28 Jun Chapter 26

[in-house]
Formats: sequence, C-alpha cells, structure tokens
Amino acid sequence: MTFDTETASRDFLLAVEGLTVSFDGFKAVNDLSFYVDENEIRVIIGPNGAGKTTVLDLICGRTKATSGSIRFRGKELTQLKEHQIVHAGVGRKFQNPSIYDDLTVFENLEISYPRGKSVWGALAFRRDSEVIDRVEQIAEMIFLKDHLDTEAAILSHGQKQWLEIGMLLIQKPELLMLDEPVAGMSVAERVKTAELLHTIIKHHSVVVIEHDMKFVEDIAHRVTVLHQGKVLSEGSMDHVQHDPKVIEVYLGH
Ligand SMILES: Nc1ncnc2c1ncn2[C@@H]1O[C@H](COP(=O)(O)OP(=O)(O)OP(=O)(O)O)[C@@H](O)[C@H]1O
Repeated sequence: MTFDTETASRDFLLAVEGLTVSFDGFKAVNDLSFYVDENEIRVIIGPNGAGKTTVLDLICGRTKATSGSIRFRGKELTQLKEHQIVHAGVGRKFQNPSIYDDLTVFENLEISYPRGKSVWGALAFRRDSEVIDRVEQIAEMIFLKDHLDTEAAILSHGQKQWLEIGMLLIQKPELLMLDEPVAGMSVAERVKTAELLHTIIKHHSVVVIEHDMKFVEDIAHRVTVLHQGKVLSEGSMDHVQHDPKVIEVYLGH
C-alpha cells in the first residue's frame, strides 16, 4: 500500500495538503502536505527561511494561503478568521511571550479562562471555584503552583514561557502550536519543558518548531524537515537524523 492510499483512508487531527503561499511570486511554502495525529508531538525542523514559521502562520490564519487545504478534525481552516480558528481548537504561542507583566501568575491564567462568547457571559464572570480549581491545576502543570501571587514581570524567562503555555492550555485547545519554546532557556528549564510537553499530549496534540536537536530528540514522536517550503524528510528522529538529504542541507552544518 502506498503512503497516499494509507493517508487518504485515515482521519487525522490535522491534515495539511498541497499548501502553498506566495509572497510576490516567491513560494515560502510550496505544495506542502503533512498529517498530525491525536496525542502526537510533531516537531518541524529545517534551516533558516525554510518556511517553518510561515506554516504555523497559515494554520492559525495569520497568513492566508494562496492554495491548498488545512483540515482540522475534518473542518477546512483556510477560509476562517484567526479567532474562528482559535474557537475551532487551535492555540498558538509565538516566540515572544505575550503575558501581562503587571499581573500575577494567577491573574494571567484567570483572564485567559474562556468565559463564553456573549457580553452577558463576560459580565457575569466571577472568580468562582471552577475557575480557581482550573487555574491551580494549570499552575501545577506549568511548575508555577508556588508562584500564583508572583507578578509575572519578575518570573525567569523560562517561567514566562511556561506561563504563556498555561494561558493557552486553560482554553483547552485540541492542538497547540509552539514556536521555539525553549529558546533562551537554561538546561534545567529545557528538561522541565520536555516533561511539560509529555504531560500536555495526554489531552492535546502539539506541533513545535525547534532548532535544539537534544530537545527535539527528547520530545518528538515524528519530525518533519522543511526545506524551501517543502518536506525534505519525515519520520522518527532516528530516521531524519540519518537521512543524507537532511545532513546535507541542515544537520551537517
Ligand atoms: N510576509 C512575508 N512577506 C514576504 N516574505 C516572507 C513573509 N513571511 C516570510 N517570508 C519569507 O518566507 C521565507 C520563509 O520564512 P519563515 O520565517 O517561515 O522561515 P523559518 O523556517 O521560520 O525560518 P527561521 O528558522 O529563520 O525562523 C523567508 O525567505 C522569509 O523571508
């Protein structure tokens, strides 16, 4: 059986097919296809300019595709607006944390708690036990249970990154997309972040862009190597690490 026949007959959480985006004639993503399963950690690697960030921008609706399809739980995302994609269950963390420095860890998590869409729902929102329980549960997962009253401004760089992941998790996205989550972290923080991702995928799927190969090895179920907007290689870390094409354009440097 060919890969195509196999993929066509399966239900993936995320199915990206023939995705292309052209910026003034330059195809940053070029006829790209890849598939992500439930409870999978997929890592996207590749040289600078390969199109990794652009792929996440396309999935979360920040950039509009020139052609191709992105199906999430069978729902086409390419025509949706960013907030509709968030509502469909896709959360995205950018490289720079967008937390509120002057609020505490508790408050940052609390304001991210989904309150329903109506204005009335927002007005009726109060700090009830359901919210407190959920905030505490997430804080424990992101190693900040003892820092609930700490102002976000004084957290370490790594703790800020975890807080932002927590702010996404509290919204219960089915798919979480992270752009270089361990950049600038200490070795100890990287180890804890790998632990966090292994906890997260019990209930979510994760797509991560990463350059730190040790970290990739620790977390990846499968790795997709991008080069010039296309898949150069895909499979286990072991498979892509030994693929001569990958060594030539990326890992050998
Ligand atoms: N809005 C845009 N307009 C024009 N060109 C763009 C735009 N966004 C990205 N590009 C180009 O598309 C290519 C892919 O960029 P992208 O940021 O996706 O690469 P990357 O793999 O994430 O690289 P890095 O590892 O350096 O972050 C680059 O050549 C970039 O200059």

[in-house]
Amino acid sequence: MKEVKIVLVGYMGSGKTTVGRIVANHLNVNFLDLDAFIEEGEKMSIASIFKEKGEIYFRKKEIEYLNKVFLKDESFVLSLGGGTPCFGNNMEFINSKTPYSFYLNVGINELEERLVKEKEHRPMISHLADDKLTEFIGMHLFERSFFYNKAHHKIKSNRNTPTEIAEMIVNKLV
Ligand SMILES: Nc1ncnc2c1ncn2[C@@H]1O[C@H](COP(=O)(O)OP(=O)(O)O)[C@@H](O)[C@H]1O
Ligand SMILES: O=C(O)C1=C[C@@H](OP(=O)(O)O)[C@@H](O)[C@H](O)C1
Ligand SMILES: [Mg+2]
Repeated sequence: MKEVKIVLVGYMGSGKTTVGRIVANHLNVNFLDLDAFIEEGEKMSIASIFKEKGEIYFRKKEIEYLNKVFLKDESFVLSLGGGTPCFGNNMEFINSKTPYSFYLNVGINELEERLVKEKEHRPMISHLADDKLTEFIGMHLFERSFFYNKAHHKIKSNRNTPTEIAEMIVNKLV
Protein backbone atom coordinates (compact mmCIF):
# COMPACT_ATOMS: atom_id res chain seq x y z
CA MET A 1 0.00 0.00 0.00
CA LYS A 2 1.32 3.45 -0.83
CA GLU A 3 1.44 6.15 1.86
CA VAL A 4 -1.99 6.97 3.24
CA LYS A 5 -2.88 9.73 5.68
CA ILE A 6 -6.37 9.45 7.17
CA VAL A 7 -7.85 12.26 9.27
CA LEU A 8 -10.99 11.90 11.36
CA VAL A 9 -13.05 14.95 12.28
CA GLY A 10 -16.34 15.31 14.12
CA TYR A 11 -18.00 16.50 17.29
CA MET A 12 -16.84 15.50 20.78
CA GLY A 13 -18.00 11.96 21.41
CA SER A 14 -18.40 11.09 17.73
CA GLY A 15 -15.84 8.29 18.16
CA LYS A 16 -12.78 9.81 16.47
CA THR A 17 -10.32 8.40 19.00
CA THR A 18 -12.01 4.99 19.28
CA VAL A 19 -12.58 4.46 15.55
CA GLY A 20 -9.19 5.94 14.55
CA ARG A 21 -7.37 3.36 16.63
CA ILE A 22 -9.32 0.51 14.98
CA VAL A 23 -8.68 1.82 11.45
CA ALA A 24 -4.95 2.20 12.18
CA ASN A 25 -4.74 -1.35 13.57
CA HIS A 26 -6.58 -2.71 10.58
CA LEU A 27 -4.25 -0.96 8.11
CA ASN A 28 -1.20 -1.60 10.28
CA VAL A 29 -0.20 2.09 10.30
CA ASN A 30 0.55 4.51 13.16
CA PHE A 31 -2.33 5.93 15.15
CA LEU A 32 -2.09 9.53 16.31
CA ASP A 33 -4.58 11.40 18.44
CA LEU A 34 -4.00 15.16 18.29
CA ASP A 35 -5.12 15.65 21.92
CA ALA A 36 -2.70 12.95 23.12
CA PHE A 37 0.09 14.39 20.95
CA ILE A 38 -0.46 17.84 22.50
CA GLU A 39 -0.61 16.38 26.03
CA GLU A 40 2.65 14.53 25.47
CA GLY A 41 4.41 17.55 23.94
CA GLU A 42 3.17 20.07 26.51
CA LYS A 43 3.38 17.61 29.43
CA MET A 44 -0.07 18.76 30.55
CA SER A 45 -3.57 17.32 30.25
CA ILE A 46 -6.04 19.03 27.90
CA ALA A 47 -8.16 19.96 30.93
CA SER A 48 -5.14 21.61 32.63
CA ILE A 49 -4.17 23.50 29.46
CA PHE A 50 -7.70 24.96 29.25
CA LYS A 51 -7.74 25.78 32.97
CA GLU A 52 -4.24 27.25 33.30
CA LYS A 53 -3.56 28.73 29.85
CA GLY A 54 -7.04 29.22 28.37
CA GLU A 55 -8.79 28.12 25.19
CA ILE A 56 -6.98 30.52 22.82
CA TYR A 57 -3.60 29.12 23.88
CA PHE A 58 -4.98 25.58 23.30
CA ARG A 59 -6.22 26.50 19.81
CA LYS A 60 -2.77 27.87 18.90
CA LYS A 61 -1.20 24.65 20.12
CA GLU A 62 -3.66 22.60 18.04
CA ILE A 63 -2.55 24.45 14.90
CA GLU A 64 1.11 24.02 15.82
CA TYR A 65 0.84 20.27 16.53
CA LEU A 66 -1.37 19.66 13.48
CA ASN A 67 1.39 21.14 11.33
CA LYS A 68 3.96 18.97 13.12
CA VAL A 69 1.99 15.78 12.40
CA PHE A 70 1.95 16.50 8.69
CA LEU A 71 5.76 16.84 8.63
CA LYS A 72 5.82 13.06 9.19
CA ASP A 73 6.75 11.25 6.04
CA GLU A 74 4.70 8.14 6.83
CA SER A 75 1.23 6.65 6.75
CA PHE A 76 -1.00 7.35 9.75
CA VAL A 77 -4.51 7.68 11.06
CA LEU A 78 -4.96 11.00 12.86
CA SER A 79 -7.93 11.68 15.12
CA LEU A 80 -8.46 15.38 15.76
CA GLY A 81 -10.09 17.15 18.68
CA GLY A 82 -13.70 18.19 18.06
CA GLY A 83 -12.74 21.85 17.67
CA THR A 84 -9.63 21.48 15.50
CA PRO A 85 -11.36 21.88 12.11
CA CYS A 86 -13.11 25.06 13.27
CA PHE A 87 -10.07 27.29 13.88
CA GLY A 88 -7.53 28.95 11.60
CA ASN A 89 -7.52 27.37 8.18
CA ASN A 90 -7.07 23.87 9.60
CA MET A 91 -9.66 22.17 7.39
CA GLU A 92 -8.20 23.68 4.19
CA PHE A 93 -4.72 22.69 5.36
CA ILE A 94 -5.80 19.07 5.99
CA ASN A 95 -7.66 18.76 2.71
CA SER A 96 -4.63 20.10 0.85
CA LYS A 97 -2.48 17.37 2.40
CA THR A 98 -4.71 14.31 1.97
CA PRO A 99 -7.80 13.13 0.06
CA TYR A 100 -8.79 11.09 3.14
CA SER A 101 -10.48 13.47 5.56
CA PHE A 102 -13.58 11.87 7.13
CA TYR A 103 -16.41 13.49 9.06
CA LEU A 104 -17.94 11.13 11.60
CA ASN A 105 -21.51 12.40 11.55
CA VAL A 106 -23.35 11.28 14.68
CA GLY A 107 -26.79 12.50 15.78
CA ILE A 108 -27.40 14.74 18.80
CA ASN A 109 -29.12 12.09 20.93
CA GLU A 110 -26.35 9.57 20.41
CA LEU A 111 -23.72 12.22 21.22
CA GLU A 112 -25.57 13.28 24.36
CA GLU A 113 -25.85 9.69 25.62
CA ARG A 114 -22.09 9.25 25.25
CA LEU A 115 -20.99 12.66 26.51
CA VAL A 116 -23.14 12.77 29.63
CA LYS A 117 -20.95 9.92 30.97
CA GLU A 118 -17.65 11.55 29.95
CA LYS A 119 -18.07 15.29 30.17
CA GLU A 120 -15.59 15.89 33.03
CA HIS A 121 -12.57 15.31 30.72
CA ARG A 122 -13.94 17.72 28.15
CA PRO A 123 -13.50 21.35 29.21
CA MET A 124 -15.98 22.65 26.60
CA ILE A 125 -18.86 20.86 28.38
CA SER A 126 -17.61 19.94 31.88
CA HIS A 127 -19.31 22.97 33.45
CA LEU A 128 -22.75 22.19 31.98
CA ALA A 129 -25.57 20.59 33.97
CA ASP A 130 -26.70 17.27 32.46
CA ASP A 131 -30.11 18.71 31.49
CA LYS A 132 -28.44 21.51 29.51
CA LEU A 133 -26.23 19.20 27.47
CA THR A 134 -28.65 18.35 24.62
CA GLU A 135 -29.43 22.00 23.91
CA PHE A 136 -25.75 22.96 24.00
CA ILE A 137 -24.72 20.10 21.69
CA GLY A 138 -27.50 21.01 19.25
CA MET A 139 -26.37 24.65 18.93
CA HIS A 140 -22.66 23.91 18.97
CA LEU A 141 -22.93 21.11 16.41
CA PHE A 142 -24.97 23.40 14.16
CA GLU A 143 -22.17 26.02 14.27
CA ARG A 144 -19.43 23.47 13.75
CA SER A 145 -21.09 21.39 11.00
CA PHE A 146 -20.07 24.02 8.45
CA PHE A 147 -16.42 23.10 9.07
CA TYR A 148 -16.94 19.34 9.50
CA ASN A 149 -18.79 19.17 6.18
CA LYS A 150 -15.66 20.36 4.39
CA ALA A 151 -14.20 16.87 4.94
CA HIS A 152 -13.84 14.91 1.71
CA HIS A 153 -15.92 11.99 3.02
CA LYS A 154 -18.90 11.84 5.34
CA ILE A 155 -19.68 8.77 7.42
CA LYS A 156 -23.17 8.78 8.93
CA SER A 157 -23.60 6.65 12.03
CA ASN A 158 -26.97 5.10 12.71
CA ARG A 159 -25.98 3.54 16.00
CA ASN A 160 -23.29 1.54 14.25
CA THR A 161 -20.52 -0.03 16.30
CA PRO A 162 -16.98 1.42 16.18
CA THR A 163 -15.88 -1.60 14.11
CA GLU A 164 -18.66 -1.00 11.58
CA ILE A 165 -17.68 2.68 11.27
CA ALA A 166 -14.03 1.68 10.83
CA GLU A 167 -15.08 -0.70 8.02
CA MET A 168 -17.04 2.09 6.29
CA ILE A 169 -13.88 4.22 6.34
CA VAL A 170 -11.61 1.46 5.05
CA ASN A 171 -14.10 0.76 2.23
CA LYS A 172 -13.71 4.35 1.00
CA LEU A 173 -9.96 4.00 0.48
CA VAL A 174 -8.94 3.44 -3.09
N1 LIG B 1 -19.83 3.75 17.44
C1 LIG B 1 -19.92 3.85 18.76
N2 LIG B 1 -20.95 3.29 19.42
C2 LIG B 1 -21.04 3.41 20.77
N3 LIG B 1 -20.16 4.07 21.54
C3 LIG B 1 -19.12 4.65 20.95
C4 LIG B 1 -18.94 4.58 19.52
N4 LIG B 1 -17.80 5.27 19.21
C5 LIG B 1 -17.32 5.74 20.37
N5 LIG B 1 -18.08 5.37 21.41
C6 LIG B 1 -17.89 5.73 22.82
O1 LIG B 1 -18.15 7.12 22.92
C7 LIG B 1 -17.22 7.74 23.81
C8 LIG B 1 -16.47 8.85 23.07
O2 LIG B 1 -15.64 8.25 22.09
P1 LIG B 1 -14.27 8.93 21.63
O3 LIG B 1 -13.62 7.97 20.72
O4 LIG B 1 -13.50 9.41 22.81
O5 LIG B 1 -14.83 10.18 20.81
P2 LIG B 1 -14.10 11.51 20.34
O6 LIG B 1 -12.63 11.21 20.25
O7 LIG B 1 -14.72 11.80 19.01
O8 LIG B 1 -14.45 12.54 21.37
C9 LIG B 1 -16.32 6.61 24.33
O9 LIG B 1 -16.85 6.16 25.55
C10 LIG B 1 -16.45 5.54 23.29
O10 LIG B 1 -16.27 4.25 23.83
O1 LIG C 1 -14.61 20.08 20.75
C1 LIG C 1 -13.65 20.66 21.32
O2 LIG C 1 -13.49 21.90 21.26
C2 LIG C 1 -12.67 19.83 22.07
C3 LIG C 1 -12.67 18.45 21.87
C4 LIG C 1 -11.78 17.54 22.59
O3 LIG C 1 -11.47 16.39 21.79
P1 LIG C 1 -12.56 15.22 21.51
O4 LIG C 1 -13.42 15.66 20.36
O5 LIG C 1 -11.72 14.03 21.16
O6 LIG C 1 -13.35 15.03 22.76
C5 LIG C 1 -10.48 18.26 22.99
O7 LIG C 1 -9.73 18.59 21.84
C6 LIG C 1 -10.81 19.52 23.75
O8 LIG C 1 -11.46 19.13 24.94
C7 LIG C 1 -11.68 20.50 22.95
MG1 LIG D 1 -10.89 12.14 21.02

The questions of why preoccupied me some days more before they faded away like a runner in a marathon who passed before me, soon disappearing into the distance, my focus on the conversations, posts, debates now hurtling by. The incongruity in shaving, like the baldness under my terry turban, wasn’t bothersome unless I let it be. And I wouldn’t let it. I didn’t want to engage in anything that brought blog life into my marriage and home life. Amidst that duality, a bizarre winter of normal life began to emerge, even though my nights were spent in a virtual reality on the blogosphere. In the world of the Vizels, we woke often to the sound of men shoveling our snow before we even had a chance to part the blinds and see the flurries. I took my Seasonique; we put on boots, Yossef Mendel drove me and Shloimele to Garfield, and the little blabbermouth went to daycare, I to work. After our workdays, I photo bombed one million pictures Yossef Mendel took of Shloimele as he learned to suck noodles in by twirling fingers in his ears, a magic trick of sorts, and make innocent remarks on things like the computer, which we decided to call “the picture” for fear he’d mention something to one of his one-year-old co-conspirators and give us away. Shloimele would point at Big Bird on the screen and scream “pich-ah,” and we would snort in our laughter. The world of Shpitzle inside the picture was much more erratic. I was hyperventilating every time I logged in, fearful of what the next attack would be. Readers disliked the piece on birth control, and they said the one on rabbis was corny. They tore me down more vehemently. One moment they called me brilliant, the next they derided me for being naive, triumphed over the discovery of a spelling mistake. I felt silly one moment, but then I was nominated for a Jewish Blogmeister award. I didn’t win any categories, but the obsessive excitement only intensified my desire to continue.